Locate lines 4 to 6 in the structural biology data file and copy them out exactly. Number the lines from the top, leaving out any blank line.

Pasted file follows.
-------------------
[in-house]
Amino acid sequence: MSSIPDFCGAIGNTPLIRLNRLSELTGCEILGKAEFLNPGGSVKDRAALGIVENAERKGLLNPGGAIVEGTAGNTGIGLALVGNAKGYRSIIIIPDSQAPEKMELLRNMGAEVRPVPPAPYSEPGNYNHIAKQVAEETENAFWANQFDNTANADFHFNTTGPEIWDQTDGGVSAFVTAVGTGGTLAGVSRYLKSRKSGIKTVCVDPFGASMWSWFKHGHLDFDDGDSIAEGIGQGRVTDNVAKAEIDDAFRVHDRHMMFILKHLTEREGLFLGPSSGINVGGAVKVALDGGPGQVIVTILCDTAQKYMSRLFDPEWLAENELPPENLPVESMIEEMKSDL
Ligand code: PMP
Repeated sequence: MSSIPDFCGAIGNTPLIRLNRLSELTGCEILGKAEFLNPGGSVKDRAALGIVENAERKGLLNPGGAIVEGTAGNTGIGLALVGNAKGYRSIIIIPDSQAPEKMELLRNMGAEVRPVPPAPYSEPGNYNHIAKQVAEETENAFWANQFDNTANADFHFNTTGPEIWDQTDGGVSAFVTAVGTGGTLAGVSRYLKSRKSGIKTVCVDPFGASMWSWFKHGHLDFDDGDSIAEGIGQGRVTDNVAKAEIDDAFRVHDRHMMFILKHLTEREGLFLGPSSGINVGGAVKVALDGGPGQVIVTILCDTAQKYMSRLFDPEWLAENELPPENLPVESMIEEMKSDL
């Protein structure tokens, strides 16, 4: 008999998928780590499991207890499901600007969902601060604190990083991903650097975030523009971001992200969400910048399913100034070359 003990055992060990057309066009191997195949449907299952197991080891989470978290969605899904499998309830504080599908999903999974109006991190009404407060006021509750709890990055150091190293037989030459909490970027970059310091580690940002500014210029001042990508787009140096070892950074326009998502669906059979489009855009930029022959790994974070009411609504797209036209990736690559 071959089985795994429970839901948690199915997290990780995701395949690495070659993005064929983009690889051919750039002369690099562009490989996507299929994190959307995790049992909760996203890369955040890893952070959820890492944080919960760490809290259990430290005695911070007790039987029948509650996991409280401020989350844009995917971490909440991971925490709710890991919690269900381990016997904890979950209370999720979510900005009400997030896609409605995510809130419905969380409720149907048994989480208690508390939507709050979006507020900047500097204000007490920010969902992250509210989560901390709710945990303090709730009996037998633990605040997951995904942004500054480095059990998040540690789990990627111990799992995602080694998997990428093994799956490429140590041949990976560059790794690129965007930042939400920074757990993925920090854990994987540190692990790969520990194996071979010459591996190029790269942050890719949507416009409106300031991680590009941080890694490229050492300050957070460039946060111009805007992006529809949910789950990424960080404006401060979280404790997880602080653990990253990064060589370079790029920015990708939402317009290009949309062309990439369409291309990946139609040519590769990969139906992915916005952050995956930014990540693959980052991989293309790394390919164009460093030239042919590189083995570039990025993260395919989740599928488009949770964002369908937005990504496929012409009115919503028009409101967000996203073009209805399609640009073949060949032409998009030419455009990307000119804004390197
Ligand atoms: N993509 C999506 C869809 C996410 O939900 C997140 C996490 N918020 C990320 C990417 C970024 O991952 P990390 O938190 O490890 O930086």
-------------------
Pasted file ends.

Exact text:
Repeated sequence: MSSIPDFCGAIGNTPLIRLNRLSELTGCEILGKAEFLNPGGSVKDRAALGIVENAERKGLLNPGGAIVEGTAGNTGIGLALVGNAKGYRSIIIIPDSQAPEKMELLRNMGAEVRPVPPAPYSEPGNYNHIAKQVAEETENAFWANQFDNTANADFHFNTTGPEIWDQTDGGVSAFVTAVGTGGTLAGVSRYLKSRKSGIKTVCVDPFGASMWSWFKHGHLDFDDGDSIAEGIGQGRVTDNVAKAEIDDAFRVHDRHMMFILKHLTEREGLFLGPSSGINVGGAVKVALDGGPGQVIVTILCDTAQKYMSRLFDPEWLAENELPPENLPVESMIEEMKSDL
């Protein structure tokens, strides 16, 4: 008999998928780590499991207890499901600007969902601060604190990083991903650097975030523009971001992200969400910048399913100034070359 003990055992060990057309066009191997195949449907299952197991080891989470978290969605899904499998309830504080599908999903999974109006991190009404407060006021509750709890990055150091190293037989030459909490970027970059310091580690940002500014210029001042990508787009140096070892950074326009998502669906059979489009855009930029022959790994974070009411609504797209036209990736690559 071959089985795994429970839901948690199915997290990780995701395949690495070659993005064929983009690889051919750039002369690099562009490989996507299929994190959307995790049992909760996203890369955040890893952070959820890492944080919960760490809290259990430290005695911070007790039987029948509650996991409280401020989350844009995917971490909440991971925490709710890991919690269900381990016997904890979950209370999720979510900005009400997030896609409605995510809130419905969380409720149907048994989480208690508390939507709050979006507020900047500097204000007490920010969902992250509210989560901390709710945990303090709730009996037998633990605040997951995904942004500054480095059990998040540690789990990627111990799992995602080694998997990428093994799956490429140590041949990976560059790794690129965007930042939400920074757990993925920090854990994987540190692990790969520990194996071979010459591996190029790269942050890719949507416009409106300031991680590009941080890694490229050492300050957070460039946060111009805007992006529809949910789950990424960080404006401060979280404790997880602080653990990253990064060589370079790029920015990708939402317009290009949309062309990439369409291309990946139609040519590769990969139906992915916005952050995956930014990540693959980052991989293309790394390919164009460093030239042919590189083995570039990025993260395919989740599928488009949770964002369908937005990504496929012409009115919503028009409101967000996203073009209805399609640009073949060949032409998009030419455009990307000119804004390197
Ligand atoms: N993509 C999506 C869809 C996410 O939900 C997140 C996490 N918020 C990320 C990417 C970024 O991952 P990390 O938190 O490890 O930086």